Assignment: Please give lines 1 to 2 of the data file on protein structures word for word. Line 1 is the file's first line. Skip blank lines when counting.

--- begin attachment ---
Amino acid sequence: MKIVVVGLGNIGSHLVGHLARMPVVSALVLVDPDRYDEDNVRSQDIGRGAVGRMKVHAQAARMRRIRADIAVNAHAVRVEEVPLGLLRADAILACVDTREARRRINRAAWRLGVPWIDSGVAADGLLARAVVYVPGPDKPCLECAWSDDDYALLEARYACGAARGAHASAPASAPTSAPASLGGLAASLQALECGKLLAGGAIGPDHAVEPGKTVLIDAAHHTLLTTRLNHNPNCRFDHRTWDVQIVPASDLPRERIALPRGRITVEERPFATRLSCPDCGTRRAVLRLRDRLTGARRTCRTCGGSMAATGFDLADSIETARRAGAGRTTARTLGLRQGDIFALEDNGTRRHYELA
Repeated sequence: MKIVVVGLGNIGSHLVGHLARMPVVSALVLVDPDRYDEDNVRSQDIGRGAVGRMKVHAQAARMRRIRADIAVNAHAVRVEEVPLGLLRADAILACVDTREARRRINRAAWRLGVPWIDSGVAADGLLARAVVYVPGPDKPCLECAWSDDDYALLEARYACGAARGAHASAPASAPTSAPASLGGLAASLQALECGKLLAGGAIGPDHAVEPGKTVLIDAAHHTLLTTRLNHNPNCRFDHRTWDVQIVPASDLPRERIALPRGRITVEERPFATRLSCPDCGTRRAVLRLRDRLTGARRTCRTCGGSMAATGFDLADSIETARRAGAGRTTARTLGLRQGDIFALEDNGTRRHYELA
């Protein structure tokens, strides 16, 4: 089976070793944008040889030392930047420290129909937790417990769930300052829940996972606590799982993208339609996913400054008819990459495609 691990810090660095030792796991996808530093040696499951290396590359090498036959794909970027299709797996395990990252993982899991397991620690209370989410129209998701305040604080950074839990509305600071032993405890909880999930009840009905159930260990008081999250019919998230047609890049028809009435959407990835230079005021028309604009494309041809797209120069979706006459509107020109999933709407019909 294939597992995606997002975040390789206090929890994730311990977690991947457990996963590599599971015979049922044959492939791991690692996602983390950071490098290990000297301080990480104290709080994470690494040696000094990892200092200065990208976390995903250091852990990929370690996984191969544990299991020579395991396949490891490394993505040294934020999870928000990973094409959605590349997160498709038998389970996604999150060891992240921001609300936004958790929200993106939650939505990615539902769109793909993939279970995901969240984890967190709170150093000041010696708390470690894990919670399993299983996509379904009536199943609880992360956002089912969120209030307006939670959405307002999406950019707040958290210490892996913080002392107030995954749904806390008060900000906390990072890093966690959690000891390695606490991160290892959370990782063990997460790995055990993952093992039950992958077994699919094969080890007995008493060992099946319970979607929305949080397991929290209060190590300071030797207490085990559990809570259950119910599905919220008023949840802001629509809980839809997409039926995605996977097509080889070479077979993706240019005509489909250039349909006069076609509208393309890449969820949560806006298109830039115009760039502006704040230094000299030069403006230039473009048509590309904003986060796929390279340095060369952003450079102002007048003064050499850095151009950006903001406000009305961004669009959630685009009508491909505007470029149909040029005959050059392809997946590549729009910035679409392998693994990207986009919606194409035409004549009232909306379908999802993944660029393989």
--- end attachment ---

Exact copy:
Amino acid sequence: MKIVVVGLGNIGSHLVGHLARMPVVSALVLVDPDRYDEDNVRSQDIGRGAVGRMKVHAQAARMRRIRADIAVNAHAVRVEEVPLGLLRADAILACVDTREARRRINRAAWRLGVPWIDSGVAADGLLARAVVYVPGPDKPCLECAWSDDDYALLEARYACGAARGAHASAPASAPTSAPASLGGLAASLQALECGKLLAGGAIGPDHAVEPGKTVLIDAAHHTLLTTRLNHNPNCRFDHRTWDVQIVPASDLPRERIALPRGRITVEERPFATRLSCPDCGTRRAVLRLRDRLTGARRTCRTCGGSMAATGFDLADSIETARRAGAGRTTARTLGLRQGDIFALEDNGTRRHYELA
Repeated sequence: MKIVVVGLGNIGSHLVGHLARMPVVSALVLVDPDRYDEDNVRSQDIGRGAVGRMKVHAQAARMRRIRADIAVNAHAVRVEEVPLGLLRADAILACVDTREARRRINRAAWRLGVPWIDSGVAADGLLARAVVYVPGPDKPCLECAWSDDDYALLEARYACGAARGAHASAPASAPTSAPASLGGLAASLQALECGKLLAGGAIGPDHAVEPGKTVLIDAAHHTLLTTRLNHNPNCRFDHRTWDVQIVPASDLPRERIALPRGRITVEERPFATRLSCPDCGTRRAVLRLRDRLTGARRTCRTCGGSMAATGFDLADSIETARRAGAGRTTARTLGLRQGDIFALEDNGTRRHYELA